74% of companies say they will use process automation to some extent over the next three years, according to KPMG. However, some organizations are put off beginning their automation projects, and consequently delaying their digital transformation.
One of the biggest barriers for organizations considering using process automation technologies centers around alignment, with 19% saying that change management is their top concern because they worry about job loss. 20% also stated that they lack clear strategy and priorities, indicating the importance of planning and discussion of how the technology will be used before deployment.
As part of AIIM’s recent report, The Ultimate Guide to Improving Your Business Processes: Process Automation and RPA, organizations were surveyed on their experience with process automation technologies. These were split into Potential Users (58% of respondents) and Experienced Users (42% of respondents).
Among the potential users, change management was highlighted as a clear concern, and a barrier to starting their automation projects. The results showed that potential users struggle with a change management issue that is often just papered over, rather than addressed directly.
Here are four ways in which organizations can enable change management in their organization to prepare for process automation and successfully deploy the technology to enable digital transformation.
1 – Align departments
“The discussion of thoughtful change management is particularly poignant,” comments Mark Patrick, CIP, in the report. “A perfect combination of getting the process and the IT just right, combined with communicating with the workforce in a just-in-time fashion to achieve a successful rollout and happy user adoption is the sublime end state.”
There is a significant issue with alignment. It’s important to align departments and align resources with strategic change. AIIM’s survey found that one of the biggest frustration comes from misunderstandings between business and IT. 18% say a lack of IT understanding the Business issues is a blocker, while 16% say there is a lack of Business understanding IT issues.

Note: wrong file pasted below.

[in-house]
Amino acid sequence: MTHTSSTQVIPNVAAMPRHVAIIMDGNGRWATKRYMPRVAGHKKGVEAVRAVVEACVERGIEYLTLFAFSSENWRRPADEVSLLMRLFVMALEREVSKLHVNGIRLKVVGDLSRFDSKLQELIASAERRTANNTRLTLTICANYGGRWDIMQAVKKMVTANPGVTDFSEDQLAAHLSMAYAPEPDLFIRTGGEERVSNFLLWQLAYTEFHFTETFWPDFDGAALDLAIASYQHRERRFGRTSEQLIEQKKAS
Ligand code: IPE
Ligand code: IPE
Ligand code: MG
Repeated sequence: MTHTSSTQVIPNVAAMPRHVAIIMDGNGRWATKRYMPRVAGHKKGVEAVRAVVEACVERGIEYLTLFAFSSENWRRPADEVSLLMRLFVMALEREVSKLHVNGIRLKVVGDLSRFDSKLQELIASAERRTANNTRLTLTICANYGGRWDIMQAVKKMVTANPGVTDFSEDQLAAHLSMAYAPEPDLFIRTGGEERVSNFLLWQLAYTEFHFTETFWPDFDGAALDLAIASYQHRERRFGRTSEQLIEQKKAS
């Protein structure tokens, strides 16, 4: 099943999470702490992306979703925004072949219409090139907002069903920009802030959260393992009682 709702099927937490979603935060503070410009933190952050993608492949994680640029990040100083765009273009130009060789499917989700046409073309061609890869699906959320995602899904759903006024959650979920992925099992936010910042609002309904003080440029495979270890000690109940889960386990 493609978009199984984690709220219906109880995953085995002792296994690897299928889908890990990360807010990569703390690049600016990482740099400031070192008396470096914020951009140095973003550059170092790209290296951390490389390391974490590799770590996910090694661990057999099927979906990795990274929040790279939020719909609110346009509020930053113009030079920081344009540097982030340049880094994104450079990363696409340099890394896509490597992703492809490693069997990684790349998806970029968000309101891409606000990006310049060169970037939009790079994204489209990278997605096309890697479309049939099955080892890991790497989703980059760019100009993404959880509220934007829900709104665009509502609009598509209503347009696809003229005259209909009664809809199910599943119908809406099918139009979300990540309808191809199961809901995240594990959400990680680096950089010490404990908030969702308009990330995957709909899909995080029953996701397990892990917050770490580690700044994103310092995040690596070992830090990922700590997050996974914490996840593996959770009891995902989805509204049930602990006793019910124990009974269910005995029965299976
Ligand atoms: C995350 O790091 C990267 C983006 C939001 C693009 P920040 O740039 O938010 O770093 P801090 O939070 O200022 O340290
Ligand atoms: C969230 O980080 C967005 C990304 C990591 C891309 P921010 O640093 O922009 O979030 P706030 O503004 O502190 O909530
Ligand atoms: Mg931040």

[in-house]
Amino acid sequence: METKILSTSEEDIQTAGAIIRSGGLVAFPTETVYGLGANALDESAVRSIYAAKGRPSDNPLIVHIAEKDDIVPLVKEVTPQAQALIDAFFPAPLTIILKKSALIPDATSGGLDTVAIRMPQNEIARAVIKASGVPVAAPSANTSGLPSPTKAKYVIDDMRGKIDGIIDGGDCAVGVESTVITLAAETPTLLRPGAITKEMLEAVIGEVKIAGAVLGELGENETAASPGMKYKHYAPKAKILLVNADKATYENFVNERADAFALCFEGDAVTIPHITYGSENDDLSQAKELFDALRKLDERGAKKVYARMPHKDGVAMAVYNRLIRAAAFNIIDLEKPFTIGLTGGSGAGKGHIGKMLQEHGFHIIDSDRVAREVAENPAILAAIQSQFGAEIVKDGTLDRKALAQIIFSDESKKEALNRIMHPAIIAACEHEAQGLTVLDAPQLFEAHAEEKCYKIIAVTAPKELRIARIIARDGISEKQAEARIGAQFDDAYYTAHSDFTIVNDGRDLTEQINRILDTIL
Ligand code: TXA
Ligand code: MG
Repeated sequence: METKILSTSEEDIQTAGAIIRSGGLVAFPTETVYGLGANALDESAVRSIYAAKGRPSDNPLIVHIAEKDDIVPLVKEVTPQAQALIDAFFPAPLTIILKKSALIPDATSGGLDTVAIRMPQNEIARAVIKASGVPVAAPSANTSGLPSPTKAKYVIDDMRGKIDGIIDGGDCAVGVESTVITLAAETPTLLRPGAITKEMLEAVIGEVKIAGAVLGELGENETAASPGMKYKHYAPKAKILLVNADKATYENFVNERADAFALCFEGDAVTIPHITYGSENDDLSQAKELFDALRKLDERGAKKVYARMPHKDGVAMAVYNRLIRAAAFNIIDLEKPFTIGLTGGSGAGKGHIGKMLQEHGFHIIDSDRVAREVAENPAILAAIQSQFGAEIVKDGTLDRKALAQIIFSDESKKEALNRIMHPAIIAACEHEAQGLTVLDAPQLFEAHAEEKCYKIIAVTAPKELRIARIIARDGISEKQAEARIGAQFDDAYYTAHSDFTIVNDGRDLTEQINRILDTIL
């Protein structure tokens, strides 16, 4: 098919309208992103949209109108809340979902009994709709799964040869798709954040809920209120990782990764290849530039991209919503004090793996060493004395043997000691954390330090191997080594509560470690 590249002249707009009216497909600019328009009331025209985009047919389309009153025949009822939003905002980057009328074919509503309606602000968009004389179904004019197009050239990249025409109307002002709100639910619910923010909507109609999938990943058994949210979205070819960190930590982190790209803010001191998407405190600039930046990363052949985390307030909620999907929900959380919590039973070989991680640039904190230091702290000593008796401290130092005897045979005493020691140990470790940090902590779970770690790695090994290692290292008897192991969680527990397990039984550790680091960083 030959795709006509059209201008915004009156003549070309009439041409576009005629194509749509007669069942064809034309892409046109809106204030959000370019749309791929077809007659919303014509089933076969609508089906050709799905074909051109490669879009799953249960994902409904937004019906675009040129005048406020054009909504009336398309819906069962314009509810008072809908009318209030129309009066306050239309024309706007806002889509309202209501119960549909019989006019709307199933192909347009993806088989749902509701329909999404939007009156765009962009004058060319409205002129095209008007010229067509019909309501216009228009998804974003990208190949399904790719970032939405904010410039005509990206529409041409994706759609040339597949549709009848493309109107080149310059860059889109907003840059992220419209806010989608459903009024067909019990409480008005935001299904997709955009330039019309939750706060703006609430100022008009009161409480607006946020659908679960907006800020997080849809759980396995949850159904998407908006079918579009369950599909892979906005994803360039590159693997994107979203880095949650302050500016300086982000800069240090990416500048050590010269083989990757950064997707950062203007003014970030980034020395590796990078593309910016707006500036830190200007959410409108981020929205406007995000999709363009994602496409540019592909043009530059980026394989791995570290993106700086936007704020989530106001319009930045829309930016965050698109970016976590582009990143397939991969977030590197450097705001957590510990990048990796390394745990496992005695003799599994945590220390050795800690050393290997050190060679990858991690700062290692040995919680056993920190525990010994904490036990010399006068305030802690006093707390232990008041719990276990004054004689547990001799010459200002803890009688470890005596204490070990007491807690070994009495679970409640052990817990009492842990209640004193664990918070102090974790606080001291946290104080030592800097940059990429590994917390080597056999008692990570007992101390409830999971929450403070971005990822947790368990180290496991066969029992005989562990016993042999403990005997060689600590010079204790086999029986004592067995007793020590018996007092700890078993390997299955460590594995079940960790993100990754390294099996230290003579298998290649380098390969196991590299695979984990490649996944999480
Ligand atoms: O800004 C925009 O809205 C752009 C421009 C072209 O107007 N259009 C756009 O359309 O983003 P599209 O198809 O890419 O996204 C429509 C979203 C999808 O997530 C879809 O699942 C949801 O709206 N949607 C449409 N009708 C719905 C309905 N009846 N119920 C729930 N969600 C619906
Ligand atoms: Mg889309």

This incongruity between departments is nothing new when it comes to digital transformation projects. A lack of collaboration between departments is a common problem. Bizagi’s research shows it’s one of the main barriers to digital progress.
Supporting how people collaborate is key to the status of modern IT or digi-ops teams. The advantage of process technology is that the teams can use process as a common language. Business and IT teams can use this to develop a mutual understanding and work together effectively using business processes and workflows to unite the two departments to solve problems collaboratively.
2 – Educate employees
AIIM’s survey revealed that 30% say lack of skills is the main obstacle to starting an automation project. But it’s not just the technical intricacies that post a problem for potential users. “Aside from the technical ability to build and deploy RPAs, an organization needs a change management plan that includes training users in what RPAs are, what they can do, how they have been used and their benefits,” says Sabrina Lozanco, CIP.
There is a misnomer that automation technologies can make workers redundant by doing their jobs for them. This is far from the truth. But organizations need to cultivate a culture of education and understanding so that process automation can be embraced.